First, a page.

#blacklivesmatter and Bernie Sanders

I follow Imani Gandy (@angryblacklady on Twitter) and she wrote this article about the fighting that is going on between Bernie Sanders supporters and the #blacklivesmatter movement. The entire article is something that should be read, especially by people who may have been taken aback by what happened at NetRoots. But I wanted to take a look at this one line from it, because understanding THIS is to understand why people are so angry at the response given by Sanders supporters.

” Most Black voters want the answer to one question: What is Sanders’ plan to address the police brutality crisis in the Black community?”

Every candidate should be asked that question. And every candidate should have a response other than all the things that they have done in the past. Because after all those things, we do have so much further to go. White candidates especially need to show that they acknowledge their privilege and display to minority voters how they intend to use that privilege to eliminate privilege and prevent actions like those that happened to the myriad of black lives (like Sandra Bland, Trayvon Martin, Tamir Rice, Michael Brown, John Crawford,  etc) that have been extinguished without penalty because of white supremacy.  And they need to show that they have been paying attention and not be stupid like O’Malley and say “all lives matter”  (since that is the hash tag used by racists to shut down conversation on the disproportionate wrongs happening to the black community).

I am white progressive.  I believe the problems in our country wont be solved until white people stop looking at problems in the black community are things that happen to “them” and instead look at it as things that happen to “us”.

But I am not perfect. I know sometimes I get advocacy wrong.  Many times people who label themselves as allies to the fight for equality will make a mistake in wording or in action.  Should such a person be shouted down in the same way as a confederate flag waving racist apologist? Maybe, maybe not. Is it reasonable to suggest that someone who marched for civil rights might be more open to sit down and listen without having to be shouted down?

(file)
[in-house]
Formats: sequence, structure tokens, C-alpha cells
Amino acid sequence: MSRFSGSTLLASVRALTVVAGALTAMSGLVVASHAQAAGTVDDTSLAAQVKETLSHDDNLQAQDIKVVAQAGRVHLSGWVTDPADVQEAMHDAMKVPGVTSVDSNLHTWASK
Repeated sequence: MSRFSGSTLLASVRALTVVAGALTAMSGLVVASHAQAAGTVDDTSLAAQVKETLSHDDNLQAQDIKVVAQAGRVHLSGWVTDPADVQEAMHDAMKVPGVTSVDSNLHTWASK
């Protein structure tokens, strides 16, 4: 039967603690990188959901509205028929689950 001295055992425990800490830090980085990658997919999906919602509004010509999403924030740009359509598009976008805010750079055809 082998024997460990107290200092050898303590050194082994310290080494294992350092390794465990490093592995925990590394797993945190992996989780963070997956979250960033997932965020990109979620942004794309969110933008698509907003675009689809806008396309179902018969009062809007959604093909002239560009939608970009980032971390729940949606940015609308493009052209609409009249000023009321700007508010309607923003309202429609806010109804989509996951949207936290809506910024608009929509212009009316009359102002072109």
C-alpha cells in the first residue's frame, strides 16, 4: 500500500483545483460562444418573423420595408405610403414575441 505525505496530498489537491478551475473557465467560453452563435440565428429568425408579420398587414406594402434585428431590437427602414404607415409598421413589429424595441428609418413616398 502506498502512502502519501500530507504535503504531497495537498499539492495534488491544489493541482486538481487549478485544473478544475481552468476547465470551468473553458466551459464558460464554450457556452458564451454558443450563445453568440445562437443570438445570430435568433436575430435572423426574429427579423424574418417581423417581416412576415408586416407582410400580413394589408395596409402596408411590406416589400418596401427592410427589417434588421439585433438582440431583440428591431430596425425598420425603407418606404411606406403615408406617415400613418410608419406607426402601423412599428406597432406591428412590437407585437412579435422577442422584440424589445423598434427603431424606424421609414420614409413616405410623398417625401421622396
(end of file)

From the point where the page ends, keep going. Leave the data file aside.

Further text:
Perhaps. However, supporters of Sanders do themselves no favors by shutting down conversation with a “who else are you going to vote for?” response. Sanders SHOULD be expected to show that he will be an advocate for equality and the destruction of a system of oppression.  And white people demanding that oppressed people behave in a way that white people deem “civil” is just a ridiculous display of privilege. And when an oppressed person shouts, those who are not oppressed should listen because there are very good reasons for oppressed people to be angry.

Perhaps white people would be better off asking what they can do to make oppressed people feel like those white people are open to sitting down and listening to the oppressed people and their needs. If people in non privileged classes felt that privileged people were listening to them, they wouldn’t feel the need to raise their voices at them. And instead of “demanding” that Sanders’ past makes him deserving of some sort of pass for mistakes made, perhaps all politicians should be proving what future actions they will take to prove they are the most deserving of their support.

To use a baseball analogy, it doesn’t matter that we all know the GOP will strike out when it comes to proving support for oppressed communities. The bases are loaded with important issues that are vital to black voters.We can only win by driving all the issues home. Bunting isn’t going to get you much crowd support. Go for the home run.

Leave a Reply